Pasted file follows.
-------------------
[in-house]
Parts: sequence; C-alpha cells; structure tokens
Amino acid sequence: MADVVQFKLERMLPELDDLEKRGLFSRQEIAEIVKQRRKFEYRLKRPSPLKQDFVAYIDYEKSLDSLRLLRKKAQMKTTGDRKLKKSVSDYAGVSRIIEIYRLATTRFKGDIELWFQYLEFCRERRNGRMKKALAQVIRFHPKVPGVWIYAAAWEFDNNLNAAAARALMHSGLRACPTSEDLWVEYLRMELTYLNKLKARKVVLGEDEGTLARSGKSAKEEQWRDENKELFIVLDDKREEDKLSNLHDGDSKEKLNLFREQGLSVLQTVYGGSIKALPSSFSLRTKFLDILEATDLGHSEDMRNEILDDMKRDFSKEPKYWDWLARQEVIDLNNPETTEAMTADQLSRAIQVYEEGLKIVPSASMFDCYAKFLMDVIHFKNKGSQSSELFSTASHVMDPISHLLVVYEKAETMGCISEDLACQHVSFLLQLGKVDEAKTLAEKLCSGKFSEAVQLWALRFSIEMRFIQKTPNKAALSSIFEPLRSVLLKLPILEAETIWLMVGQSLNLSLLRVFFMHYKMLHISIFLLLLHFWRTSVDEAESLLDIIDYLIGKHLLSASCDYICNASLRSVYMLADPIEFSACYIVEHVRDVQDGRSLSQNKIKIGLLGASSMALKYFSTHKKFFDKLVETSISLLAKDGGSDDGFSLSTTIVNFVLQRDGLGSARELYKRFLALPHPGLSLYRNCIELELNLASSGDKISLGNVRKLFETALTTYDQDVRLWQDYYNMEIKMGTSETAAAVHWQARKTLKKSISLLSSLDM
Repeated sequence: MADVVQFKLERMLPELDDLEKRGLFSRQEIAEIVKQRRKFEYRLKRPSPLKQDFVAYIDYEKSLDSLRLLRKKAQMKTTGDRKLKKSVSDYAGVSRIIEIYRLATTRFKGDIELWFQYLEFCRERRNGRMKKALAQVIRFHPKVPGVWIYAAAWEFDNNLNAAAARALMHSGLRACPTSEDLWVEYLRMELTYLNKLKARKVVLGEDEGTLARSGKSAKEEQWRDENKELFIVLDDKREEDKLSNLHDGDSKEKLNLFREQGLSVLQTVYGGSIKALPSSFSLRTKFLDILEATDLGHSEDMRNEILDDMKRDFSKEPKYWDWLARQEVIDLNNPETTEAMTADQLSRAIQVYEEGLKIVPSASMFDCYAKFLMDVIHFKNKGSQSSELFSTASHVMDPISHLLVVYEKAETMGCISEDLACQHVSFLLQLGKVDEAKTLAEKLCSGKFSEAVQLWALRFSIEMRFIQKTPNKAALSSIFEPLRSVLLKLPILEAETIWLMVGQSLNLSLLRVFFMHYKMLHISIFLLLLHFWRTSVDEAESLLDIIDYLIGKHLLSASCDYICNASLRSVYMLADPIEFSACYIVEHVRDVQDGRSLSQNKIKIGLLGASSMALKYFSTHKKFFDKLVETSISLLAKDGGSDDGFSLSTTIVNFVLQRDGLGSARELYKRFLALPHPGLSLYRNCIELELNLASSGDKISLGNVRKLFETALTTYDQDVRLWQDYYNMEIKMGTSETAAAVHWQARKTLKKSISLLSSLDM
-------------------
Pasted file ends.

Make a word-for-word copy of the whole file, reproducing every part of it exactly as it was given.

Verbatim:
[in-house]
Parts: sequence; C-alpha cells; structure tokens
Amino acid sequence: MADVVQFKLERMLPELDDLEKRGLFSRQEIAEIVKQRRKFEYRLKRPSPLKQDFVAYIDYEKSLDSLRLLRKKAQMKTTGDRKLKKSVSDYAGVSRIIEIYRLATTRFKGDIELWFQYLEFCRERRNGRMKKALAQVIRFHPKVPGVWIYAAAWEFDNNLNAAAARALMHSGLRACPTSEDLWVEYLRMELTYLNKLKARKVVLGEDEGTLARSGKSAKEEQWRDENKELFIVLDDKREEDKLSNLHDGDSKEKLNLFREQGLSVLQTVYGGSIKALPSSFSLRTKFLDILEATDLGHSEDMRNEILDDMKRDFSKEPKYWDWLARQEVIDLNNPETTEAMTADQLSRAIQVYEEGLKIVPSASMFDCYAKFLMDVIHFKNKGSQSSELFSTASHVMDPISHLLVVYEKAETMGCISEDLACQHVSFLLQLGKVDEAKTLAEKLCSGKFSEAVQLWALRFSIEMRFIQKTPNKAALSSIFEPLRSVLLKLPILEAETIWLMVGQSLNLSLLRVFFMHYKMLHISIFLLLLHFWRTSVDEAESLLDIIDYLIGKHLLSASCDYICNASLRSVYMLADPIEFSACYIVEHVRDVQDGRSLSQNKIKIGLLGASSMALKYFSTHKKFFDKLVETSISLLAKDGGSDDGFSLSTTIVNFVLQRDGLGSARELYKRFLALPHPGLSLYRNCIELELNLASSGDKISLGNVRKLFETALTTYDQDVRLWQDYYNMEIKMGTSETAAAVHWQARKTLKKSISLLSSLDM
Repeated sequence: MADVVQFKLERMLPELDDLEKRGLFSRQEIAEIVKQRRKFEYRLKRPSPLKQDFVAYIDYEKSLDSLRLLRKKAQMKTTGDRKLKKSVSDYAGVSRIIEIYRLATTRFKGDIELWFQYLEFCRERRNGRMKKALAQVIRFHPKVPGVWIYAAAWEFDNNLNAAAARALMHSGLRACPTSEDLWVEYLRMELTYLNKLKARKVVLGEDEGTLARSGKSAKEEQWRDENKELFIVLDDKREEDKLSNLHDGDSKEKLNLFREQGLSVLQTVYGGSIKALPSSFSLRTKFLDILEATDLGHSEDMRNEILDDMKRDFSKEPKYWDWLARQEVIDLNNPETTEAMTADQLSRAIQVYEEGLKIVPSASMFDCYAKFLMDVIHFKNKGSQSSELFSTASHVMDPISHLLVVYEKAETMGCISEDLACQHVSFLLQLGKVDEAKTLAEKLCSGKFSEAVQLWALRFSIEMRFIQKTPNKAALSSIFEPLRSVLLKLPILEAETIWLMVGQSLNLSLLRVFFMHYKMLHISIFLLLLHFWRTSVDEAESLLDIIDYLIGKHLLSASCDYICNASLRSVYMLADPIEFSACYIVEHVRDVQDGRSLSQNKIKIGLLGASSMALKYFSTHKKFFDKLVETSISLLAKDGGSDDGFSLSTTIVNFVLQRDGLGSARELYKRFLALPHPGLSLYRNCIELELNLASSGDKISLGNVRKLFETALTTYDQDVRLWQDYYNMEIKMGTSETAAAVHWQARKTLKKSISLLSSLDM